An Experiment in 3D Scanning
I recently ran across a computer application called David Laserscanner. I had seen a review on web broadcast tech program. During the progam the reviewer kept verbally calling it “David dash laserscanner” as the web URL has the dash http://david-laserscanner.com.
I suppose it was to emphasize the fact the URL has the dash. Printed everywhere else, the dash is not used, so it is David Laserscanner. Why David? The maker says it is the little biblical David who slew the big name “Goliaths” of the laser scanner market. Follow the link above
The best thing is the program (now version 126.96.36.19962 I tested) can be run for free with only some of the save functions and detailed editing functions disabled. I understand it was totally free in earlier versions but now it is a going (for profit) business. Current price (full version) is 329 EUR or $420.17 on today’s market. For me that takes it out of the cheap range. Well. It is cheap as scanners go so I guess I’ll let them have that claim.
Two other items required are a USB video camera and a laser that produces a thin red (or other color) line. I happen to have both so for me this was a totally free trial. I have a Logitech webcam pro 9000 and my kids gave me a Black and Decker construction “Sight Line” red laser level several years ago.
There is a new and faster scan method that requires a video projector. It is called a “Structured Light” setup. A series of black and white lines are projected on the object to be scanned. Of course this adds the cost of the projector to the project. Cheap low power projectors (possibly inadequate) are in the $400 range while standard power projectors are about $2000.00, too rich for my experimentation. I have one I could borrow if I want to test further.
I won’t go into a full how-to here in the review. You can get all that from the web site.
My original thought was if I could justify the cost with results, it would be a good addition to my 3D machining and milling interests. I could scan an object then import it into a 3D drawing program and resize and edit to my heart’s content for use in one of my projects. Yes, it certainly can do that if I have a full working day and skills to produce a fully finished scan.
To save you further reading before I explain, David Laserscanner is a great but rather expensive program (except for the free trial) suitable for hobbyist whose hobby is producing 3D image scans. For use as a practical tool it requires way too much investment in time and “fooling around”. But it is fun.
Hand holding the laser is shown as a method. Hand holding does not produce a good scan. I rigged up a tripod to hold the laser and control movement and results greatly improved. There is a third setup option where the camera and laser are firmly mounted and controlled by motor (a hobby servo works) for steady even scans appropriately named the “motorized setup”. I highly recommend this last option if you have the skills to produce the rig.
After fooling with about a dozen fragile setup options, software, lights, camera, and laser action, I was able to create what I considered respectable scans.
Next all the scans from all sides or angles have to be joined together. That software is built into David Laserscanner but is a separate operation. Let me say that is another whole area of exploration. There is a lot of work to get all the parts assembled. It does work and the results are interesting but labor intensive.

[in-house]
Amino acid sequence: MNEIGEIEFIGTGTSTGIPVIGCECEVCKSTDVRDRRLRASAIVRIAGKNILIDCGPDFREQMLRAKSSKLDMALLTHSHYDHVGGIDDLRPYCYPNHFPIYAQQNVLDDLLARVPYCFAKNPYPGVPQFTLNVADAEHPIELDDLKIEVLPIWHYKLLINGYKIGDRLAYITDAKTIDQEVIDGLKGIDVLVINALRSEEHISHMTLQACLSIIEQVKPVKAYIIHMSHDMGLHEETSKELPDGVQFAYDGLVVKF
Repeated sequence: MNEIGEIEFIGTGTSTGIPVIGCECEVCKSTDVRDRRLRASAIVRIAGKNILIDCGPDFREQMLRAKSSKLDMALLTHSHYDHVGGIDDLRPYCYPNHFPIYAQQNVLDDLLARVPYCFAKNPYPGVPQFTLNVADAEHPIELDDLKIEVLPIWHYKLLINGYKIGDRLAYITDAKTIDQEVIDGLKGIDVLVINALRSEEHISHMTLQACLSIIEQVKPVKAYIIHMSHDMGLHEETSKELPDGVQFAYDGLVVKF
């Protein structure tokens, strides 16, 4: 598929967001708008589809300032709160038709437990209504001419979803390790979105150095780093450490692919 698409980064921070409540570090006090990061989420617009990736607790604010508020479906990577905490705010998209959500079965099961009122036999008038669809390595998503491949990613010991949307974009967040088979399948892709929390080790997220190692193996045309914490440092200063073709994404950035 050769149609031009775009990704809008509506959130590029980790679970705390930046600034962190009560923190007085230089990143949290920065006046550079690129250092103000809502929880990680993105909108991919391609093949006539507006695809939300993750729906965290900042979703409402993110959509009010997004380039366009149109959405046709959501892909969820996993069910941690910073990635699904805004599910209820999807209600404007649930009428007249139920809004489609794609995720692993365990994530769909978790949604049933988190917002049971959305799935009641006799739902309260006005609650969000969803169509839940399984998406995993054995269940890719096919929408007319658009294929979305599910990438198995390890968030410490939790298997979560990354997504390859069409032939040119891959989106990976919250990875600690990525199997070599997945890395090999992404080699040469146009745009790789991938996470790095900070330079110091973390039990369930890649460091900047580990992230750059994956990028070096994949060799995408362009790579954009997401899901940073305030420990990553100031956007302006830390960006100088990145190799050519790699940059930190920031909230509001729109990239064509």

Texture software is also built in. The user can grab a real light snapshot of the item being scanned and the software will apply that photo as a texture on the surface of the scan. That is really cool as it looks very real.
Another major issue is the speed of the program. I don’t know what to expect as I have not used 3D scanning previously so I have no reference. In my opinion though, it is agonizingly slow even with my quad processor PC. I did see all four cores (occasionally) working on the math or I assume that is what was happening.
The reason is certainly or partly the quality of the hardware (such as the USB camera). Exploring improvement areas that need some experimentation for optimum response and accuracy is what this application is all about.
I can see how David Laserscanner can be used as the core component for development of a personal 3D scanner system. If someone has the time (like a hobby) to play with the development toward excellent results, the $420 software cost may be justified. But then add in all the other required parts and I can see where this project is headed. Um… toward the money pit, AKA hobby.
The web site displays some outstanding examples of the quality of the output that can be obtained… with considerable time, effort and skill the excellent results are proven.
I highly recommend this product for the dedicated nerds (like me) who like exploring complex problems with a partial solution that has the ability of producing a quality result. If my thought is to play with out of the box 3D scanning, yes I was able to do it because of the key parts I already own.
If I needed high quality 3D scans for production, David Laserscanner is NOT the way to go. I would purchase an established product that was turnkey in producing high quality output.
I will probably play a lot with this as the free version. I will NOT spend $420 for the full version. I might try the “Structured Light” variation which seems to be the better method but more costly. (I can borrow a projector.) It is a diversion to my shop work so I cannot or will not spend a lot of time with it.
I highly recommend readers give it a try if you too have a web cam and a line laser. It has been an interesting diversion and felt somewhat magical using it. I know a lot more about 3D scanning than I knew two days ago.